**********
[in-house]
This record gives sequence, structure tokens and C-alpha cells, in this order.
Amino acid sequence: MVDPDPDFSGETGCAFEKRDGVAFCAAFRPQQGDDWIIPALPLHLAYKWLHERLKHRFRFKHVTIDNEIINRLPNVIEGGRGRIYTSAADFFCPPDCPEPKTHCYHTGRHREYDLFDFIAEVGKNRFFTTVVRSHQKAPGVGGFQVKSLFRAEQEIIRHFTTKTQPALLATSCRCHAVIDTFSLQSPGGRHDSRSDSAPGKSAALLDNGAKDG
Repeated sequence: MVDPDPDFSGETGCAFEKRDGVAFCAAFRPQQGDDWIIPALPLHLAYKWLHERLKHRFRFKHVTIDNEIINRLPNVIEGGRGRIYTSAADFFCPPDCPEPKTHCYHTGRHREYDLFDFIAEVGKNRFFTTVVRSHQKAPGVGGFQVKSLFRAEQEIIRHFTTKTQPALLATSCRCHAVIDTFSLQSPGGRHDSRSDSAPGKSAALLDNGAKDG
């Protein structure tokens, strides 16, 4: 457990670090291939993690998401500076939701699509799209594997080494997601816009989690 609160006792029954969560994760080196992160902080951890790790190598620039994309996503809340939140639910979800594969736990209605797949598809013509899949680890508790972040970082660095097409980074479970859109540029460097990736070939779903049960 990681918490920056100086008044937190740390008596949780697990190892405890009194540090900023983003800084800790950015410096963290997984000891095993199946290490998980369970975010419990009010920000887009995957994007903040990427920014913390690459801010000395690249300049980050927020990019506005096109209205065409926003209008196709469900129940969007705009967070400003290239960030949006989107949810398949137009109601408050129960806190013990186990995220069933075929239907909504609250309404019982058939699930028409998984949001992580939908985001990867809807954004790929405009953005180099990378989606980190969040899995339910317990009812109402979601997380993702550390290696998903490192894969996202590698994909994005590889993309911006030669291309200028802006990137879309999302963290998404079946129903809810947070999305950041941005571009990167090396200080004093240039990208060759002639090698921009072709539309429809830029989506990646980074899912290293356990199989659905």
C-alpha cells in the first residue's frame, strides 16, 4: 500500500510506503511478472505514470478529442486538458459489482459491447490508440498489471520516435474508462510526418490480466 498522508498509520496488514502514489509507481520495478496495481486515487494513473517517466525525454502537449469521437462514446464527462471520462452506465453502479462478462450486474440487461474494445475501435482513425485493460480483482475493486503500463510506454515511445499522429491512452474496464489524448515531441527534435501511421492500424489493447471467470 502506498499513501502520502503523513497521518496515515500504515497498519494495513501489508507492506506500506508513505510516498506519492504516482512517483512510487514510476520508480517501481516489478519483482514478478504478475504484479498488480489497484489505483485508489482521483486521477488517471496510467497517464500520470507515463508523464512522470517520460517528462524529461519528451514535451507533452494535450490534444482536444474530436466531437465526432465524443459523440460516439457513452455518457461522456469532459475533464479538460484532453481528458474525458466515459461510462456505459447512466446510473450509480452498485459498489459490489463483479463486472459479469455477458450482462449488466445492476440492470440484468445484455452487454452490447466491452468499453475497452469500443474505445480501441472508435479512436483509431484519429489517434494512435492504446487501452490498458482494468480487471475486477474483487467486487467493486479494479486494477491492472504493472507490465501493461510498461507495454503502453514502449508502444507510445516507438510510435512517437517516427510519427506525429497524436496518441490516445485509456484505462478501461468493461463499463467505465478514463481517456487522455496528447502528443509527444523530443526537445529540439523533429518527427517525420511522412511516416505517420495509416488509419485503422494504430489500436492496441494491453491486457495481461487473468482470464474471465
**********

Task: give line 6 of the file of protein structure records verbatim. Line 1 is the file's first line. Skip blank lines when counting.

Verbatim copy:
C-alpha cells in the first residue's frame, strides 16, 4: 500500500510506503511478472505514470478529442486538458459489482459491447490508440498489471520516435474508462510526418490480466 498522508498509520496488514502514489509507481520495478496495481486515487494513473517517466525525454502537449469521437462514446464527462471520462452506465453502479462478462450486474440487461474494445475501435482513425485493460480483482475493486503500463510506454515511445499522429491512452474496464489524448515531441527534435501511421492500424489493447471467470 502506498499513501502520502503523513497521518496515515500504515497498519494495513501489508507492506506500506508513505510516498506519492504516482512517483512510487514510476520508480517501481516489478519483482514478478504478475504484479498488480489497484489505483485508489482521483486521477488517471496510467497517464500520470507515463508523464512522470517520460517528462524529461519528451514535451507533452494535450490534444482536444474530436466531437465526432465524443459523440460516439457513452455518457461522456469532459475533464479538460484532453481528458474525458466515459461510462456505459447512466446510473450509480452498485459498489459490489463483479463486472459479469455477458450482462449488466445492476440492470440484468445484455452487454452490447466491452468499453475497452469500443474505445480501441472508435479512436483509431484519429489517434494512435492504446487501452490498458482494468480487471475486477474483487467486487467493486479494479486494477491492472504493472507490465501493461510498461507495454503502453514502449508502444507510445516507438510510435512517437517516427510519427506525429497524436496518441490516445485509456484505462478501461468493461463499463467505465478514463481517456487522455496528447502528443509527444523530443526537445529540439523533429518527427517525420511522412511516416505517420495509416488509419485503422494504430489500436492496441494491453491486457495481461487473468482470464474471465